The problem with answering that I study neuroscience is that most people unwittingly demand further explanation. What they don't realize is that they don't *really* want further explanation because that warrants a much longer, detailed, and tedious conversation than they originally bargained for. What people really want is "small talk," and there frankly is much in the way of small talk in behavioral neuropharmacology. Oh sure, I can say "I work with rats" or "I study drug addiction," but that inevitiably leads to probing questions that lead into the above-mentioned tedium, or to different sorts of misperceptions (Willard anyone?). Let's face it, when you ask someone what they do, you aren't really asking them to give you a ten to fifteen minute lecture on animal models of drug addiction, how they do and do not help us better understand patterns of human drug abuse and potential treatment problems, and what they tell us about general principles of learning which is what you really care about anyway and all this drug business is just a means to the end (and where the grant money is found).
I've tried to find ways to solve this social problem, and the conversational awkwardness that it precipitates, but not to much avail. The first solution I came up with was to lie. You know, just say I study something else that I know a little something about and that is far less conversationally inhibiting, but still interesting. The best way to do this is to pick a subject that virtually everyone knows something about, and that sounds interesting, but not too interesting (Political Science is a definite no-no here...). For instance, biology, genetics, or economics. Of course, this strategy runs into major hiccups when (1) someone else present already knows what you study, (2) the person you're talking to specializes in the field you just chose. Of course, my first attempt at lying about what I study resulted in the latter possible outcome, creating the sort of awkwardness I had hoped to avoid.
Since lying about what I do doesn't seem to work as I intended, I have to come up with another way of getting around this social predicament. In the meantime, I will have to fall back other flawed strategies or learn to deal with the standard social awkwardness that is the burden of scientists who inject animals with illicit drugs. However, you can avoid hearing a long and boring lecture on neuroscience by either accepting the fact that I study economics when I tell you so, or by reading our blog! I recently published my first peer-reviewed article (as 2nd author) in the journal of Behavioural Pharmacology. I can't link you the full article for copyright reasons, but I can provide a link to the abstract. As I publish additional articles, I will likewise link their abstracts via our blog, so that you CAN avoid awkward conversations about how I don't really privately speculate about what deprivations you may or may not have had during the "oral" stage of you psychosexual childhood development. Perhaps you might even find them interesting! One can dream, can't they?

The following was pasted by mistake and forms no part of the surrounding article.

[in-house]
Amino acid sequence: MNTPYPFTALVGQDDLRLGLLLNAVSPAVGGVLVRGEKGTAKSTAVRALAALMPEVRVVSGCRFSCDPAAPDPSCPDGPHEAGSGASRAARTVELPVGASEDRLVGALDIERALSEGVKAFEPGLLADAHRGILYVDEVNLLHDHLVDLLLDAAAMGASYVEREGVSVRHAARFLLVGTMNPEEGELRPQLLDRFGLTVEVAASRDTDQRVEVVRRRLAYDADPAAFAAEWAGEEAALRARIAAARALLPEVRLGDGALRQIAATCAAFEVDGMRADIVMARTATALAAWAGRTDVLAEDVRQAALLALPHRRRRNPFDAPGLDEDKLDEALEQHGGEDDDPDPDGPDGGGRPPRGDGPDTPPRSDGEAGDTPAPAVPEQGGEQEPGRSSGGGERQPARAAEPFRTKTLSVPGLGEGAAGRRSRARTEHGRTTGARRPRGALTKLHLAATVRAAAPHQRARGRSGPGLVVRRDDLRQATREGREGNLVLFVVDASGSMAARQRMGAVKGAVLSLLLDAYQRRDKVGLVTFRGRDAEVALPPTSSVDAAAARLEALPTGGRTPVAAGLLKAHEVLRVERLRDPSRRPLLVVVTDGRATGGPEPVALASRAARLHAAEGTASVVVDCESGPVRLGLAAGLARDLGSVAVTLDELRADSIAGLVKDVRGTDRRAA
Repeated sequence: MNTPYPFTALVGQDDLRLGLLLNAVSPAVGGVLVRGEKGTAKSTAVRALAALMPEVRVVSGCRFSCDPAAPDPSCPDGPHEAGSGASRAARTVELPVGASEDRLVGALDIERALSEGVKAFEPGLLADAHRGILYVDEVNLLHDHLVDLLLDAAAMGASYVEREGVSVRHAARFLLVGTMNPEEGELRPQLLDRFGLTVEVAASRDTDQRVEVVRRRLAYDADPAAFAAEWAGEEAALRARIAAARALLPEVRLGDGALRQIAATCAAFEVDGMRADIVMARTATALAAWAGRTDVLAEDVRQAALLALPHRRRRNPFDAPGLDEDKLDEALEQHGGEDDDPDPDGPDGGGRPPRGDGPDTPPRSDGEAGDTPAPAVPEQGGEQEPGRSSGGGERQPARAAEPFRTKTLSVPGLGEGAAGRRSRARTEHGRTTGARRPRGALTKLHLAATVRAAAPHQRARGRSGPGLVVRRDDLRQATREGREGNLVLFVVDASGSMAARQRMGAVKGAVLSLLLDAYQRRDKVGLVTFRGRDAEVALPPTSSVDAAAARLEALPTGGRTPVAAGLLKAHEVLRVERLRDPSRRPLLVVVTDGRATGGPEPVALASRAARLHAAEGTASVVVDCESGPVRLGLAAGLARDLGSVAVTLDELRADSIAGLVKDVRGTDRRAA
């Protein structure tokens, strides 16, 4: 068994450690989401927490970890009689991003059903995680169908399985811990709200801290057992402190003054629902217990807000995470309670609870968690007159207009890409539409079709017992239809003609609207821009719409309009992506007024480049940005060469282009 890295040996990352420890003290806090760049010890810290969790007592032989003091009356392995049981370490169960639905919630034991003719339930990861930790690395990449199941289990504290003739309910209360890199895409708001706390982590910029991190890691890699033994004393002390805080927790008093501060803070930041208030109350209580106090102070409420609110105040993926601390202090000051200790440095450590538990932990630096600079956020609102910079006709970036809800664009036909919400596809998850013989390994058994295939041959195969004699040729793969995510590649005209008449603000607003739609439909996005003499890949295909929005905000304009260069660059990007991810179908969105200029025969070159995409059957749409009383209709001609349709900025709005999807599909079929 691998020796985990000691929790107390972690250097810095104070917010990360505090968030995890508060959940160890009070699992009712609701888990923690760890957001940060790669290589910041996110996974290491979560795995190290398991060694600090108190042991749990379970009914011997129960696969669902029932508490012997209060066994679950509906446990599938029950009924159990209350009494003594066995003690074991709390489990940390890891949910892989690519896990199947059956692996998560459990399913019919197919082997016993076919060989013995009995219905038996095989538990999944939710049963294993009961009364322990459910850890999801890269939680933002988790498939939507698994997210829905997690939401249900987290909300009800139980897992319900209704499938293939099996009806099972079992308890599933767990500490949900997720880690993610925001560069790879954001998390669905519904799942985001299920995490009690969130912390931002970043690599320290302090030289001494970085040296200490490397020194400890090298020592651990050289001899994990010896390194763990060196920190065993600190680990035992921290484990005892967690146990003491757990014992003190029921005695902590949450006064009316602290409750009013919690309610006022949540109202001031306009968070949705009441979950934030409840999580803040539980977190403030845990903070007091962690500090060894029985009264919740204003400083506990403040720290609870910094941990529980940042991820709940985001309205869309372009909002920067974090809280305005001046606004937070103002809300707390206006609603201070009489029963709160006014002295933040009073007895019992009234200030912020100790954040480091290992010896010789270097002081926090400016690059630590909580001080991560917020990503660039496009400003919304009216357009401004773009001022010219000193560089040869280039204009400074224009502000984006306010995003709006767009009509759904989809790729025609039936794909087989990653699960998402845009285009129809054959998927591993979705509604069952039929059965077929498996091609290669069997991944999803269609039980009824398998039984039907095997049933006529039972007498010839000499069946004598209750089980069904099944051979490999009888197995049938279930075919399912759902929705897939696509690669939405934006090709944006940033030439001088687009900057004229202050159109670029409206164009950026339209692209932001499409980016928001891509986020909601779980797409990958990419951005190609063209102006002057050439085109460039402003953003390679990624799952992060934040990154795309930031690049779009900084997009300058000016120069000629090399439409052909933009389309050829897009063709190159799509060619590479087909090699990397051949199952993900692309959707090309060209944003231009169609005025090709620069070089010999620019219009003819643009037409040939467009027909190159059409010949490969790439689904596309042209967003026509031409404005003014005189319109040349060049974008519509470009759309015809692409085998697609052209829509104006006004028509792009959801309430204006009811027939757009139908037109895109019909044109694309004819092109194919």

"Nicotine does not enhance discrimination performance in a temporal bisection procedure."
Posted by Scott Barrett at Monday, February 16, 2009
Saturday, February 07, 2009
Posted by Jentry at Saturday, February 07, 2009
Wednesday, February 04, 2009
Last weekend we flew out to Salt Lake City to see my brother Jordan get married to Abbie Laurence. It was a wonderful weekend full of lots of family and food. I got to hold lots of babies and see neighbors who I hadn't seen in a long time. We really like Abbie and we're amazed that she wants to hang out with us forever. Here are some fun pictures of the weekend:
Posted by Jentry at Wednesday, February 04, 2009